by Cait Winston
Today marks the beginning of the Re:Sound New and Experimental Music Festival, a celebration of contemporary music hosted by the Cleveland Uncommon Sound Project. Re:Sound can be viewed online free of charge from June 3-30. Access code to the festival can be found here, and artist lineup can be found here.
Today also kicks off ‘A Little Night Music: Jazz, Classical and More,’ a weekly concert series hosted by the Cleveland History Center. This week’s performance will feature trumpeter Dominick Farinacci and the Jamey Haddad Trio, live at the Cleveland History Center at 6:30, and general admission tickets can be purchased for $25.
From 5:30-6:30, the Cleveland Classical Guitar Society will be streaming their Student Showcase, which features performances by Guitar@Home Academy students. To attend this online event, register for a Zoom link here.
At 7:00, The Cleveland Orchestra will stream the 12th episode of their live streamed concert series, In Focus. The performance is a reflection on both the grieving of loss and germination of hope that accompanies the later stages of the Covid-19 pandemic. This program features two works by American composer Aaron Jay Kernis: first, the world premiere of a piece composed specifically for members of The Cleveland Orchestra, Elegy…for those we lost, and second, his string piece Musica Celestis. The program will close with Josef Suk’s Serenade for Strings, Op 6. Subscribe to the In Focus concert series here.
IN THE NEWS:
The Cleveland International Piano Competition has announced that for personal reasons, Matti Raekallio has stepped down as Jury Chairman and will be replaced by Margarita Shevchenko. Pianist Jeremy Denk has been added as a juror.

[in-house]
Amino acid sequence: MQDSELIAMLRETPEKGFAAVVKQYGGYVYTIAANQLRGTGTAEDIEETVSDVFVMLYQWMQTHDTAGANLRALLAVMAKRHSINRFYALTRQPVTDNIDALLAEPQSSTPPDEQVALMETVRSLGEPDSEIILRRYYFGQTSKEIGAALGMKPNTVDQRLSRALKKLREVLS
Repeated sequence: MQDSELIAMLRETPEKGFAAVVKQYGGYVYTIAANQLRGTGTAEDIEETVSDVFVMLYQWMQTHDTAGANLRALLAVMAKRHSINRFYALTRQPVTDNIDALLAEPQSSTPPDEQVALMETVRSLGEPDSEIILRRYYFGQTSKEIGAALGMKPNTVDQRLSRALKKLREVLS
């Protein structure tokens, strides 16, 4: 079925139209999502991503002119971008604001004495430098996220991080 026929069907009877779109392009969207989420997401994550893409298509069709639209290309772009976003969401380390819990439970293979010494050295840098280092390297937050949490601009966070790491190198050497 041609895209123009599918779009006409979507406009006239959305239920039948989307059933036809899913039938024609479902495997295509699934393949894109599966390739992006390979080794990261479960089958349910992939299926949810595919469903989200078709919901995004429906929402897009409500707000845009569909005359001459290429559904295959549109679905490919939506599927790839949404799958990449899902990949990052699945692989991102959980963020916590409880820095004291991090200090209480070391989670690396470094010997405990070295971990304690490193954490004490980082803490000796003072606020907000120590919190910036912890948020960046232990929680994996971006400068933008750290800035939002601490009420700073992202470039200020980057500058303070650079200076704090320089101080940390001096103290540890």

The Local 4 Music Fund of the Cleveland Federation of Musicians has announced the launch of a new concert series. She Scores highlights historically underrepresented female-identifying (with a focus on regional) living composers. This concert series will be presented by a diverse group of performers in three virtual concerts June 25th-27th, in collaboration with the Cleveland Composers Guild. Click here for more information
Today, music lovers everywhere celebrate the life of the great American composer Florence Price, who passed on this day in 1953, at age 66.
After graduating as the valedictorian of her high school in Little Rock, Price studied composition and counterpoint at the New England Conservatory in Boston, where she also earned an Artist Diploma in organ performance and a Teaching Certificate in piano.
Price earned national recognition as a composer in 1932 when she won the Wanamaker competition with her Symphony in E minor, a piece inspired by Dvořák’s 9th symphony and the creation of a distinctly American sound. Price became the first Black woman to have an orchestral work performed by a major American orchestra when the Chicago Symphony Orchestra premiered this piece in 1933.
Price gained further renown when contralto Marian Anderson performed her arrangement of My soul’s been anchored in de Lord, and her setting of Langston Hughes’ poem, Songs to the Dark Virgin. Price’s oeuvre includes orchestral and chamber works, art songs, and solo pieces, as well as violin and piano concertos. She also wrote commercial pop music and played the theater organ for silent films.